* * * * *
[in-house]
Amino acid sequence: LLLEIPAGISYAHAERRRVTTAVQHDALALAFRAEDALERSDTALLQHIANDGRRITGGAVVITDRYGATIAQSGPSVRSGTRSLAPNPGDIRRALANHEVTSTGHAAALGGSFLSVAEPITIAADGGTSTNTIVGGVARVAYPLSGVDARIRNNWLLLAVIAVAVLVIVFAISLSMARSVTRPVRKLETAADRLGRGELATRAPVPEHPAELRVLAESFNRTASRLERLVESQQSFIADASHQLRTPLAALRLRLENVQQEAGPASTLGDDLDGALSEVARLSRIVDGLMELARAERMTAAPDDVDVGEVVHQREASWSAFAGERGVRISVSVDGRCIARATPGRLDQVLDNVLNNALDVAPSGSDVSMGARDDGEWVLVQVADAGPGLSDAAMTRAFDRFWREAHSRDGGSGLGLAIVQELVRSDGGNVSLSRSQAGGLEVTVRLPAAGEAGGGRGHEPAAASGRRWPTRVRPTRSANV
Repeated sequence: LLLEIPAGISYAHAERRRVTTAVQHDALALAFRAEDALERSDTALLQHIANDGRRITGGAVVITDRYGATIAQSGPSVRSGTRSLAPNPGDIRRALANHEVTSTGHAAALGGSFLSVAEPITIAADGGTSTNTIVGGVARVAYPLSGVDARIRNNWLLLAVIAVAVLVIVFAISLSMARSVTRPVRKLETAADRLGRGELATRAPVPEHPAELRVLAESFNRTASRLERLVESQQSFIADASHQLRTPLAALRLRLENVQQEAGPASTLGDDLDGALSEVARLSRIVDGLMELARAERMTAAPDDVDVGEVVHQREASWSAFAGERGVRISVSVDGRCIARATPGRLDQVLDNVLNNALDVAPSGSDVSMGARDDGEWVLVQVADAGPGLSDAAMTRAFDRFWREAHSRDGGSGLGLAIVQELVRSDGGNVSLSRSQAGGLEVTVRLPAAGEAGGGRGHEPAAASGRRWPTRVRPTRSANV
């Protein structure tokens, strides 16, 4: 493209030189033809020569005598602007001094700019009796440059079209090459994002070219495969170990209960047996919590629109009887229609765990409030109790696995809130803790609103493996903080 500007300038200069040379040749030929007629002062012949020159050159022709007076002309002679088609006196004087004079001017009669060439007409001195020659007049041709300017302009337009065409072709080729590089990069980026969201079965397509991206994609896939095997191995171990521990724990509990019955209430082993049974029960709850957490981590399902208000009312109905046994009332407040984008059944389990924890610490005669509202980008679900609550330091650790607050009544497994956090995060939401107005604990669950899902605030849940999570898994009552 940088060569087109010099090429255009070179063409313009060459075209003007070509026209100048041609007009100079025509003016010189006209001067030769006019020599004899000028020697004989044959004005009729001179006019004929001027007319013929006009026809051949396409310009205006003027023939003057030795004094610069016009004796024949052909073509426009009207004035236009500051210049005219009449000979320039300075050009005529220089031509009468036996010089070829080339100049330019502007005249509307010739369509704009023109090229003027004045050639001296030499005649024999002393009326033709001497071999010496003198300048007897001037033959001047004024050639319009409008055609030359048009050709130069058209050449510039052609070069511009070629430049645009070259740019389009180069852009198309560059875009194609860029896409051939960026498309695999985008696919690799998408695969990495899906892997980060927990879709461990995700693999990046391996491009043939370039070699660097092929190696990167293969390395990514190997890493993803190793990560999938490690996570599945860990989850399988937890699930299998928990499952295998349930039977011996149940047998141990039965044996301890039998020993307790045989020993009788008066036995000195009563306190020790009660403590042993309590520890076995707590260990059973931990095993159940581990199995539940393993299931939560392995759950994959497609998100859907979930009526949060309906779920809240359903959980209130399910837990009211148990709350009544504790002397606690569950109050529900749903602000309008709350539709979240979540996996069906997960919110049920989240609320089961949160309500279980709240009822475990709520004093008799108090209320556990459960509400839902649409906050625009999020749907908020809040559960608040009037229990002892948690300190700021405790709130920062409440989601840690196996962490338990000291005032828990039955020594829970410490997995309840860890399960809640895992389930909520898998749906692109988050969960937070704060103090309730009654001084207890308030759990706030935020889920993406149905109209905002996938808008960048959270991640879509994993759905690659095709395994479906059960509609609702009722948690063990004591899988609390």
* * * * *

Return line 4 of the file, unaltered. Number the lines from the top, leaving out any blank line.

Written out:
């Protein structure tokens, strides 16, 4: 493209030189033809020569005598602007001094700019009796440059079209090459994002070219495969170990209960047996919590629109009887229609765990409030109790696995809130803790609103493996903080 500007300038200069040379040749030929007629002062012949020159050159022709007076002309002679088609006196004087004079001017009669060439007409001195020659007049041709300017302009337009065409072709080729590089990069980026969201079965397509991206994609896939095997191995171990521990724990509990019955209430082993049974029960709850957490981590399902208000009312109905046994009332407040984008059944389990924890610490005669509202980008679900609550330091650790607050009544497994956090995060939401107005604990669950899902605030849940999570898994009552 940088060569087109010099090429255009070179063409313009060459075209003007070509026209100048041609007009100079025509003016010189006209001067030769006019020599004899000028020697004989044959004005009729001179006019004929001027007319013929006009026809051949396409310009205006003027023939003057030795004094610069016009004796024949052909073509426009009207004035236009500051210049005219009449000979320039300075050009005529220089031509009468036996010089070829080339100049330019502007005249509307010739369509704009023109090229003027004045050639001296030499005649024999002393009326033709001497071999010496003198300048007897001037033959001047004024050639319009409008055609030359048009050709130069058209050449510039052609070069511009070629430049645009070259740019389009180069852009198309560059875009194609860029896409051939960026498309695999985008696919690799998408695969990495899906892997980060927990879709461990995700693999990046391996491009043939370039070699660097092929190696990167293969390395990514190997890493993803190793990560999938490690996570599945860990989850399988937890699930299998928990499952295998349930039977011996149940047998141990039965044996301890039998020993307790045989020993009788008066036995000195009563306190020790009660403590042993309590520890076995707590260990059973931990095993159940581990199995539940393993299931939560392995759950994959497609998100859907979930009526949060309906779920809240359903959980209130399910837990009211148990709350009544504790002397606690569950109050529900749903602000309008709350539709979240979540996996069906997960919110049920989240609320089961949160309500279980709240009822475990709520004093008799108090209320556990459960509400839902649409906050625009999020749907908020809040559960608040009037229990002892948690300190700021405790709130920062409440989601840690196996962490338990000291005032828990039955020594829970410490997995309840860890399960809640895992389930909520898998749906692109988050969960937070704060103090309730009654001084207890308030759990706030935020889920993406149905109209905002996938808008960048959270991640879509994993759905690659095709395994479906059960509609609702009722948690063990004591899988609390």